Detecting signs and symptoms of malnutrition is essential for treatment and prevention. Rutgers faculty are teaching dietetic educators and clinicians in Malaysia how to incorporate this effective assessment.
Programs to prevent HIV in transgender women are helping to lower the rate of new infection, but better care and treatment of this vulnerable population are still needed, especially among those with lower income or people of color, according to a study led by core faculty member Henry Raymond, an associate professor at the School of Public Health.
Public health faculty member Michael Gusmano expands his city-focused research to the BRIC countries, aiming to help policymakers focus their health efforts—and budgets—by pinpointing successes and disparities.
Antibiotic resistance is one of the biggest threats to global health, food security, and development today. Rutgers scientists are part of a research team suggesting that bacteria may travel thousands of miles through the air worldwide instead of hitching rides with people and animals. Their “air bridge” hypothesis could shed light on how harmful bacteria share antibiotic resistance genes.
Tuberculosis researcher Christopher Vinnard of Rutgers’ Public Health Research Institute is developing a urine test that can pinpoint—easily and resourcefully—the effectiveness of patients’ TB treatment dosages. This new test would be more accessible to clinicians in low-income countries.
Climate change is leading to a decline in fish populations, which could have a devastating effect on developing countries that rely on seafood for nourishment and livelihoods, according to a Rutgers-led study.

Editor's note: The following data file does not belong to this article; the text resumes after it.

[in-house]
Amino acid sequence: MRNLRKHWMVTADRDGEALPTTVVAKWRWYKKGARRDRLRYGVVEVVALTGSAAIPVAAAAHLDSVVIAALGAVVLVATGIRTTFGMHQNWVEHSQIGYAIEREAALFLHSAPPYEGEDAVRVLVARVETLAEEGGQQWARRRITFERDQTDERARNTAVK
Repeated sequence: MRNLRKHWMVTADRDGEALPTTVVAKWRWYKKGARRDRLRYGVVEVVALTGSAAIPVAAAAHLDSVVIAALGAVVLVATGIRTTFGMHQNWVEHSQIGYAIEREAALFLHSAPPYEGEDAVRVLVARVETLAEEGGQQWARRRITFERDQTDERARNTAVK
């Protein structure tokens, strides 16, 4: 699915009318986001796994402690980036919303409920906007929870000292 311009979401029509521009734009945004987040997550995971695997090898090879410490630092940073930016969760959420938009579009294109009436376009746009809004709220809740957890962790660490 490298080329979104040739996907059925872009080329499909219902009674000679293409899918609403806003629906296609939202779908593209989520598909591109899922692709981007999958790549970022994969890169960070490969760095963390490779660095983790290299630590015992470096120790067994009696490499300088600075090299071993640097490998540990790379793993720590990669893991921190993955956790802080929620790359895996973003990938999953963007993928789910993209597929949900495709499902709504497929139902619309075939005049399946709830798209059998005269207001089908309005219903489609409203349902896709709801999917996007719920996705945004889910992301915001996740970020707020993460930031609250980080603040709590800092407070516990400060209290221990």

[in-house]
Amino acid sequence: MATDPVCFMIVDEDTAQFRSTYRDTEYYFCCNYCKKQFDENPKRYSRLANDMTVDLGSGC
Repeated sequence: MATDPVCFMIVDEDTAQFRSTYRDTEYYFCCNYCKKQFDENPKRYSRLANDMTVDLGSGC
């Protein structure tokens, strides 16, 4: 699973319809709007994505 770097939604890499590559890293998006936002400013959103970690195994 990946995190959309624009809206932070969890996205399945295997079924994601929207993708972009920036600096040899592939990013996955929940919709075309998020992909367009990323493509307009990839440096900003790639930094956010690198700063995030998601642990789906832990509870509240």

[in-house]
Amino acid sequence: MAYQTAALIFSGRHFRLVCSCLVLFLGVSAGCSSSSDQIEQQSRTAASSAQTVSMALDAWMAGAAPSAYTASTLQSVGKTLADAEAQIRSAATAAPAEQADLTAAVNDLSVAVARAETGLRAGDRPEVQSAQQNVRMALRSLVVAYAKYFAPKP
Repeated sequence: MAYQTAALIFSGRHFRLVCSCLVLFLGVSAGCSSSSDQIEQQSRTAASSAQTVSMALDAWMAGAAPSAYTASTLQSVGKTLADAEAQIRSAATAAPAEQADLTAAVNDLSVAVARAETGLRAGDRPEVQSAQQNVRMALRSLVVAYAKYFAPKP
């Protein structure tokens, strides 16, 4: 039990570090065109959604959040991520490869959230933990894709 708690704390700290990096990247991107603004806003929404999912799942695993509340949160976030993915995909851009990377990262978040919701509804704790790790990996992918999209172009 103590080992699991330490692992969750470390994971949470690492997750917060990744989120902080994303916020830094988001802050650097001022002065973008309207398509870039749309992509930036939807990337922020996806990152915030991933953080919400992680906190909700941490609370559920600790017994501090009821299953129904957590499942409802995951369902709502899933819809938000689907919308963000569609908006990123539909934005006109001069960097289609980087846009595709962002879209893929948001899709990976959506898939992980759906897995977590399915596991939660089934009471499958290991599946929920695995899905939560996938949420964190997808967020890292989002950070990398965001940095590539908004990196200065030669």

Nursing science faculty member Susan Caplan, an authority on the assessment and treatment of mental health issues in Latino communities, offers practical tips for developing cultural competence while working in global health.
Assistant professor Umer Hassan, who grew up in Pakistan, remembers being fascinated by the handheld tricorder used to diagnose medical conditions on Star Trek. Now, he is working to recreate some of that technology in real life. As an engineer and a global health researcher, Hassan is developing biosensors that can quickly and inexpensively detect infections in people living with HIV/AIDS in underdeveloped countries.
African indigenous vegetables are loaded with micronutrients, but the residents of an urban slum in Kenya aren’t always able to reap the benefits. Rutgers food systems researcher Shauna Downs, with support from Rutgers Global Health Institute, is analyzing the local production and consumption of these nutritious crops with an eye toward improving health.
An international team that includes Rutgers scientists has made significant progress in developing a urine diagnostic test that can quickly, easily and inexpensively identify tuberculosis infection in people also infected with HIV. The findings were announced at the September 26, 2018, United Nations meeting on TB.